Locations Menu

Emergency Contraception

If you had sex and didn’t use a condom or any other method of contraception, or you think that the method of contraception you used has failed in some way, the chances are that you or your partner will become pregnant.

  • Emergency Hormonal Contraception (EHC), if taken within 72 hours, may prevent an unwanted pregnancy.
  • Some people call it the ‘morning after pill’ but it can be taken later than the ‘morning after’.
  • EHC is NOT a regular form of contraception and should not be used on a regular basis.
  • EHC does not protect you or your partner from Sexually Transmitted Infection’s (STI’s).

How does it work?

  • One small pill is taken as soon as possible after having unprotected sex.
  • There are two types of Emergency Contraception issued up to 120 hours after unprotected sex. (‘Levonelle’ is issued up to 72 hours and ‘Ella One’ up to 120 hours so it’s important that you speak to a pharmacist or health professional).
  • If taken within 24 hours of unprotected sex, EHC will prevent 95 out of every 100 expected pregnancies.
  • Five out of every 100 expected pregnancies will not be prevented.
  • If taken between 48 and 72 hours after unprotected sex, 58 out of every 100 expected pregnancies will be prevented. This means 42 out of every 100 expected pregnancies will not be prevented.
  • They contain a hormone similar to those found in birth control pills (i.e. contraceptive pill).
  • The hormone is thought to work by preventing eggs being released and preventing fertilisation, and discouraging implantation into the lining of the womb.

Your next period should arrive when you’d normally expect it, though it might be a bit early or a bit late. If it doesn’t arrive within five days of your expected date or it is unusual in any way, go to your doctor, Community Sexual Health Clinic or Young People’s Clinic for advice.

What happens if I go past the 72 hours?

  • EHC may still be used up to 5 days (120 hours) after unprotected sex but it is much less effective than having an IUD fitted (also known as a ‘Coil’). Only specially trained community pharmacists across Halton and St Helens may supply EHC up to 5 days after unprotected sex. Always phone your nearest pharmacy (chemist) before you go and check that someone will be there who can give it to you. The IUD can be fitted at Community Sexual Health Clinics.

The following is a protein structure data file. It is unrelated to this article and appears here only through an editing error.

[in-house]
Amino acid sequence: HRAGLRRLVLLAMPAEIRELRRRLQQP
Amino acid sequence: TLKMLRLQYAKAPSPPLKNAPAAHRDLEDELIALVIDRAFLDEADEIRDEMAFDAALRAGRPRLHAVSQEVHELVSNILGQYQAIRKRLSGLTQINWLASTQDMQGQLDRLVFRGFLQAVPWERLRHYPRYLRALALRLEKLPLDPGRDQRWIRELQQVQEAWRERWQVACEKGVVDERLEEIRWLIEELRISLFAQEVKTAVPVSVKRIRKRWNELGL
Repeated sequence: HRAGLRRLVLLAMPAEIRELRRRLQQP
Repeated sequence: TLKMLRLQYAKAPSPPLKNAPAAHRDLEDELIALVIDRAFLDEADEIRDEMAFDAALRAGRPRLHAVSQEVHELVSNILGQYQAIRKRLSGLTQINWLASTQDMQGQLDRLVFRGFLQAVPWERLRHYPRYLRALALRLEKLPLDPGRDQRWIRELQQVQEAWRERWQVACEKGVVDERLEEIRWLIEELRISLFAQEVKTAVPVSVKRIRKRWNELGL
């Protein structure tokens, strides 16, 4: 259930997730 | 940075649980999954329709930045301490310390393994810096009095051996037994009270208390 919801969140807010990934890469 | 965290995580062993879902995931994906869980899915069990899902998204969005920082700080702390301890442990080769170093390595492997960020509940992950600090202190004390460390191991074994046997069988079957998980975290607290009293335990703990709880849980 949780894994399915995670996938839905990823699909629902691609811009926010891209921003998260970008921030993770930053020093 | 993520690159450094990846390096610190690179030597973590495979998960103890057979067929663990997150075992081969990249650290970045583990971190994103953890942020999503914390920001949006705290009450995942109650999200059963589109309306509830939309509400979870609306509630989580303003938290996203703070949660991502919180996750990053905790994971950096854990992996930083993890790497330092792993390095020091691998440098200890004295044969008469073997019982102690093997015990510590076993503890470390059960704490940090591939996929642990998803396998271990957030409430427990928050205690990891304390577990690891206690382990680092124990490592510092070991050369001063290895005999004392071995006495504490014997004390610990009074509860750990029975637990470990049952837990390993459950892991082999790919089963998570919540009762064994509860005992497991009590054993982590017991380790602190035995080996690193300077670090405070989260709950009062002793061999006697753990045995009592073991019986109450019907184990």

• The IUD is a small piece of plastic wrapped in copper that’s fitted inside a woman’s uterus by a doctor.
  • The IUD may help to prevent an unwanted pregnancy if you can’t get EHC in time. An IUD will prevent 99 out of every 100 expected pregnancies.

Advantages of Emergency Contraception

  • A number of community pharmacists (chemists) in Halton and St Helens may sell or supply EHC. Phone your nearest pharmacy before you go and check that someone will be there who can give it to you. Some pharmacies may supply EHC free of charge. Ask first.
  • It is very easy to use – you only have to swallow one tiny tablet.
  • It may prevent an unwanted pregnancy.
  • It is a strictly confidential service – none of the staff will contact you about it or tell anyone about your visit.

Disadvantages of Emergency Contraception

  • It doesn’t protect you or your partner from STI’s.
  • You might suffer from side effects such as feeling sick, stomach ache, dizziness, being sick and a headache.
  • If you are sick after taking EHC, you should go back to see someone again for advice.
  • If you get EHC from a community pharmacy it might cost you up to £25 (correct in January 2013).


  1. EHC is not a regular method of contraception.
  2. EHC does not protect you from getting STI’s. Condoms DO.
  3. Always try to call first to see if you can get it for free, if not, ask someone if they can tell you where you CAN get it for free.
  4. See Contraception on how to protect yourself properly.

If you are under 16 you may have to go to your doctor. There are some specially trained pharmacists allowed to supply EHC to anyone under 16 – make a telephone call before you go, if your usual pharmacist cannot help he or she will be able to tell you where to go.

Where can I get it?

You can get emergency contraception from doctors, Community Sexual Health Clinics, Accident & Emergency Department at Whiston, Halton or Warrington Hospital, the Sexual Health Clinic and most services for young people.

Emergency Hormonal Contraception is provided free of charge at the following Pharmacies BUT ALWAYS CHECK FIRST – perhaps give them a call before you go incase the trained pharmacist is not there.

Loading new locations

WordPress Theme Switch Plugin